WASHINGTON — Citizens of 14 nations, including Pakistan, Saudi Arabia and Nigeria, who are flying to the United States will be subjected indefinitely to the intense screening at airports worldwide that was imposed after the Christmas Day bombing plot, Obama administration officials announced Sunday.
But American citizens, and most others who are not flying through those 14 nations on their way to the United States, will no longer automatically face the full range of intensified security that was imposed after the attempted bombing of a Northwest Airlines flight, officials said.
The change represents an easing of the immediate response to the attempted bombing of a flight from Amsterdam to Detroit that had been in place the past week. But the restrictions remain tougher than the rules that were in effect before the Dec. 25 incident. And the action on Sunday further establishes a global security system that treats people differently based on what country they are from, evoking protests from civil rights groups.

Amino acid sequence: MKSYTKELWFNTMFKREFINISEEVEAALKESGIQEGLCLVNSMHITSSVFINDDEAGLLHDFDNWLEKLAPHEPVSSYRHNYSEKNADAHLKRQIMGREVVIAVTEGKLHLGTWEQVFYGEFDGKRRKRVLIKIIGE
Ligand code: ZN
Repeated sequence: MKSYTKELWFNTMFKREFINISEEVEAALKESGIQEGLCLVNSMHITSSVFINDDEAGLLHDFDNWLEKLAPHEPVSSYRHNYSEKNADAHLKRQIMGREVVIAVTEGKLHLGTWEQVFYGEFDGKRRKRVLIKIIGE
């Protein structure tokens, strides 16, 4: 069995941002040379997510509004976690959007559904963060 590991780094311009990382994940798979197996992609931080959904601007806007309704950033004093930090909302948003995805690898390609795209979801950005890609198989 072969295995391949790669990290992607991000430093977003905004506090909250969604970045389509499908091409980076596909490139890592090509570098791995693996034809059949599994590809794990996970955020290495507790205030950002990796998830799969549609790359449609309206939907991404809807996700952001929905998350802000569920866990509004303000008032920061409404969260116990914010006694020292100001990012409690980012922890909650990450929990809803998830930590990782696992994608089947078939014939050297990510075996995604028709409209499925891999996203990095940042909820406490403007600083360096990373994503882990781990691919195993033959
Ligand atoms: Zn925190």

Citizens of Cuba, Iran, Sudan and Syria, countries that are considered “state sponsors of terrorism,” as well as those of “countries of interest” — including Afghanistan, Algeria, Lebanon, Libya, Iraq, Nigeria, Pakistan, Saudi Arabia, Somalia and Yemen — will face the special scrutiny, officials said.
Passengers holding passports from those… >>>